- Exploring history - **git log** - **gitk [--all]** - **git log --graph --decorate --oneline --all --color** # Best Practices {no-print} ## Best Practices {libyli} - commit early and often - always commit before merge (or pull) - use meaningful commit messages - first line is the short message (50 character) - recommended reading on commit messages - avoid committing - binary files that change often (NB: word/excel/... are binary) - generated files (that can be regenerated in a reasonable time) - temporary files - keep your git status clean - don't put git repositories inside git repositories - more ## Best Practices for Latex {libyli} - Reviewing your changes - check that it compiles and use git status (e.g., for missing images) - use git diff and latexdiff - use a spellchecker as you type - Normalizing your writing (in latex) - Goals - easier search - easier reading - better versioning - the “one sentence per line” rule - never put more than one sentence on one line - avoid as much as possible to break a sentence on multiple lines (e.g., don't reflow/justify your tex file) - don't put a % alone on a line (if you need a break, probably a paragraph break is good) - remove spaces at end of lines - remove all " " (double space, makes search difficult) - remove all " ~" (space tilda, typographically wrong) - remove all "~ " (tilda space) # @copy:#plan: %+class:inred: .gitlab ## What is GitLab (and GitHub) - GitLab - a company providing support and advanced features - an open source project (Community Edition) - a web application - collaboration platform - hosting git repositories - visualizing repositories - managing issues/tickets -

GitLab offers git repository management, code reviews, issue tracking, activity feeds, wikis.

{no densequote} ## Let's Go - Create a repository on GitLab - Push our content - link our repository to the remote repository (on GitLab) - push the changes to this remote repository - On another machine - clone the repository - make changes, commit and push them - On this machine - pull changes: fetch them and then merge ## Recap GitLab (and Git remotes) {libyli} - GitLab project == git repository (+ wiki etc) - The local repository can be linked to some remote one(s) - When we `git clone`, a remote named `origin` is set up - When we `git fetch`, we download the remote changes - ... we can then use `git merge` to integrate them - ... or `git pull` that does fetch+merge - When we `git push`, we upload our history of changes to the remote - Reminder: always commit before merge or pull ## More GitLab (additions to git) {libyli} - Groups - groups of users (e.g., PhD student and supervisors) - automatic access to the projects of the group - Forking - take a repository on GitLab - make a “personal” copy of this repository (still on GitLab) - Merge requests (pull requests in GitHub) - ask for another repo to integrate changes from your fork - Issues - bug - questions - feature requests - Wikis - set of pages, in markdown - (also accessible as a git repository) ## Things to Know at UJM {ujm libyli} - SSH access is disabled - always use "https://gitlab...." to clone your repository - To avoid typing your login every time - add your user name and @ after https:// - e.g., - git clone https://**er1234h@** {denser no} - in case you forgot, you can edit **.git/config** - In case of problems while pushing big sets of commits -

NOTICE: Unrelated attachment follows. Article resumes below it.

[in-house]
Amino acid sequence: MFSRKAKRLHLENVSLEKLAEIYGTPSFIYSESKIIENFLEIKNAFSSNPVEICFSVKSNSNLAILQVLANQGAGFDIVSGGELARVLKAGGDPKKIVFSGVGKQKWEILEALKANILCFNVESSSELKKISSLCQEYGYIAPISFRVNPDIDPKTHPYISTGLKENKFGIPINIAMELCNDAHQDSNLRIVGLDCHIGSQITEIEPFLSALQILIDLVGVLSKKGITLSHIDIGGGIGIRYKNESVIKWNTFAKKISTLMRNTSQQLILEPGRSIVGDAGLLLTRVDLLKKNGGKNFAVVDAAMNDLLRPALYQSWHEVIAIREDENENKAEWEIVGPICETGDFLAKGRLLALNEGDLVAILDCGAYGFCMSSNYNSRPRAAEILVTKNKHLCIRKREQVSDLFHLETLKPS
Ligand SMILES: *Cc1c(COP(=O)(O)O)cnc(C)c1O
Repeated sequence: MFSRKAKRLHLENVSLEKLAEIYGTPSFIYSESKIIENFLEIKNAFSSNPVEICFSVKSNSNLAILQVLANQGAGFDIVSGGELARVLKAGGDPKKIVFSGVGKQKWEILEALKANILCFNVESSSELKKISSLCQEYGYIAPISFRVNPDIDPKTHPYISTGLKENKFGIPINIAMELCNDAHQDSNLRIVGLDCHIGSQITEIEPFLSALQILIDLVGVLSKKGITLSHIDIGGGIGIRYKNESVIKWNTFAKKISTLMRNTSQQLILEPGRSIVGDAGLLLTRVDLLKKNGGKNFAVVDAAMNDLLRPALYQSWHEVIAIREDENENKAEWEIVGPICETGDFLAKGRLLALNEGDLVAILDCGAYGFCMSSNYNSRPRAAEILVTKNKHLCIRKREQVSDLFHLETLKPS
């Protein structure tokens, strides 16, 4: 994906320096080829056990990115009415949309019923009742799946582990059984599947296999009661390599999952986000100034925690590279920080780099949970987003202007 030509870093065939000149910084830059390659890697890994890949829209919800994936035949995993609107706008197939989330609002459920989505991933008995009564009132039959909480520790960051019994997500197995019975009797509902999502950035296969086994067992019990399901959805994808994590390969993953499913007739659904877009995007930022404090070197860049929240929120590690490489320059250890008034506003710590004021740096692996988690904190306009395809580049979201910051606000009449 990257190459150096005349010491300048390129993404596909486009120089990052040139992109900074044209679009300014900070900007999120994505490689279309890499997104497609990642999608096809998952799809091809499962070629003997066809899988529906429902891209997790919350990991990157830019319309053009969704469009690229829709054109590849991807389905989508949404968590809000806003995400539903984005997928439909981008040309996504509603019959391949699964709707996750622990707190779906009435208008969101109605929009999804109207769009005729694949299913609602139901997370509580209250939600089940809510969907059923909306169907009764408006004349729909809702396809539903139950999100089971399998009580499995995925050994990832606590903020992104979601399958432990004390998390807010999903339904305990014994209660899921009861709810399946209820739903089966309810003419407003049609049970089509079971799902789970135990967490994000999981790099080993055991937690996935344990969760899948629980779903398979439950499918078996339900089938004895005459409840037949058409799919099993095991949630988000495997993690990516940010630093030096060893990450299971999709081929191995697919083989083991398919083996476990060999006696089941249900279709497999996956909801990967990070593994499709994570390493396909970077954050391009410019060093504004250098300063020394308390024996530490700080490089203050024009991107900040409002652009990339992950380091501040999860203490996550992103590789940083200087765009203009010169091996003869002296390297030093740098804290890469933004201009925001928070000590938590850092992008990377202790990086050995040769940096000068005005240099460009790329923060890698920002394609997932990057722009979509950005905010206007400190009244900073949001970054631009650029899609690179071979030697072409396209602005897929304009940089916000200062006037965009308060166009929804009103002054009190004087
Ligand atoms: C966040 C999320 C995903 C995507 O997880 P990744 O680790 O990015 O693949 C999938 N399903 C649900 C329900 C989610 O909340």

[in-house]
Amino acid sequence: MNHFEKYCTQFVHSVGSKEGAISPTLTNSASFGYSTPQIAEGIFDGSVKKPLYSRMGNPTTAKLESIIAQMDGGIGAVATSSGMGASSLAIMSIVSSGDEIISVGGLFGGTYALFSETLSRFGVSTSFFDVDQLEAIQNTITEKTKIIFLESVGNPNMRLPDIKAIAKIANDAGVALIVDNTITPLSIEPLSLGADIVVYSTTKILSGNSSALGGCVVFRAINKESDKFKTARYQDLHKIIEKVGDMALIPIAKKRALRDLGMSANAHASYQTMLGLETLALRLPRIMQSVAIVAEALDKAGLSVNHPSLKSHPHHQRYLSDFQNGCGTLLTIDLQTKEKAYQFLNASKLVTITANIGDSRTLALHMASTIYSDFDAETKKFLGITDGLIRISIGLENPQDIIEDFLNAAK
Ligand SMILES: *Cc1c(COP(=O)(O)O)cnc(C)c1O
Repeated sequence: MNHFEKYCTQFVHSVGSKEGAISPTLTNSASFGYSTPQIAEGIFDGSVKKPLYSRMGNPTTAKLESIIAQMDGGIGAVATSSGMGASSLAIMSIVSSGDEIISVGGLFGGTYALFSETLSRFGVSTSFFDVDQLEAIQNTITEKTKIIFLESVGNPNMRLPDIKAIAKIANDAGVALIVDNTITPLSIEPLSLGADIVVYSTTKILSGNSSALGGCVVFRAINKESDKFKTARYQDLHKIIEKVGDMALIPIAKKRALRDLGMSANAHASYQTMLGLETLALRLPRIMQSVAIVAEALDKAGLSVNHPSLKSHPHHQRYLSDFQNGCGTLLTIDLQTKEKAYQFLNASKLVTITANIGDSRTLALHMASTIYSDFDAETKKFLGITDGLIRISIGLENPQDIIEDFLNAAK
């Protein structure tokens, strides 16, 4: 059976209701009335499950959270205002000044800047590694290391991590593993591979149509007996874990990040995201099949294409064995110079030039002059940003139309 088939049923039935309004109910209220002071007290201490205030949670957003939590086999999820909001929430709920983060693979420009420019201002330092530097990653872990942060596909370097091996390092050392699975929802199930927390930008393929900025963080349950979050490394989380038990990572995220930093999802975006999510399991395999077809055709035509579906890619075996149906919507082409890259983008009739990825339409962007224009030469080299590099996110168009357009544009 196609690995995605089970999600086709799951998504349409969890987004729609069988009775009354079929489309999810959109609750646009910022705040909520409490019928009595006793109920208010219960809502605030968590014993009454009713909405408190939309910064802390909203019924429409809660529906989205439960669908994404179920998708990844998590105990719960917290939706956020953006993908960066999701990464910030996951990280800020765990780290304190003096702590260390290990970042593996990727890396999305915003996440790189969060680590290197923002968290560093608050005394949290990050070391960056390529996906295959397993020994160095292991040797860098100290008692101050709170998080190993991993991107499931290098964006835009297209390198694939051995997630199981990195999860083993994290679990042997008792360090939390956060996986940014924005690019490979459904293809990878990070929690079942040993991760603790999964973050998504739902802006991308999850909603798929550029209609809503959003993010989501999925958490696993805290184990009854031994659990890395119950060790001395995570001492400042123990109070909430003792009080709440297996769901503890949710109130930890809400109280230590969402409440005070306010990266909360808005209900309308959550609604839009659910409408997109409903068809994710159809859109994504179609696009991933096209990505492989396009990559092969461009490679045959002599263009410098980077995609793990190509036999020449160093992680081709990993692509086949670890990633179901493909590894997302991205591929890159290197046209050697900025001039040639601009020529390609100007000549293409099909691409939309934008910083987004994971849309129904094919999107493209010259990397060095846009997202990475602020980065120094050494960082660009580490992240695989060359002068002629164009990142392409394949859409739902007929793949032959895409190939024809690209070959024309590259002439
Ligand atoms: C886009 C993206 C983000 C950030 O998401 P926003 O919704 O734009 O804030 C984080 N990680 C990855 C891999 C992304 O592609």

error: RPC failed; result=22, HTTP code = 411
fatal: The remote end hung up unexpectedly
- just run **git config http.postBuffer 524288000** ## How to Get an Account on GitLab {ujm libyli} - For people with a UJM account - open a ticket and asking “to get an account on GitLab” - wait until you're notified it has been done - visit - use your UJM login/pass to connect - ignore the email you'll receive about validating your email - For other people (interns, external collaborators) - a person from UJM needs to open a ticket asking for the account - providing an email and a name (for each collaborator) - upon creation, you receive your credentials - to log in, visit - click on the “Standard” tab - use the credentials you've been given - In the near future - LDAP users: automatic access - other users: unified management across all university services # @copy:#plan: %+class:inred: .concl ## Key Points {#key key deck-status-fake-end} - Version control - keep track of what happened - store semantic snapshots/versions of your “code” - Git - “distributed” version control: you have a complete repository - efficient and widely used - one repository per project - GitLab : a place to share repositories (projects) - visualization of the repositories, wiki pages, issue tracker, … - groups of users (e.g., PhD student and supervisors) - Links - interactive learning of branching in Git - official website - graphical user interfaces for Git - for Git by a git, ask Linus Torvald - Pro Git book (available online) ## Correspondence git ⇄ svn {libyli} - git commit ⇄ none - git commit ; git push ⇄ svn commit - git fetch ⇄ none - git fetch ; git merge ⇄ svn update - git pull == git fetch ; git merge -  {no} - NB: you can also use git to collaborate with SVN users, using "git svn" ## Going further - git remote add - git tag - git rebase - git commit --amend - git reflog - git ls-files - git revert - git bisect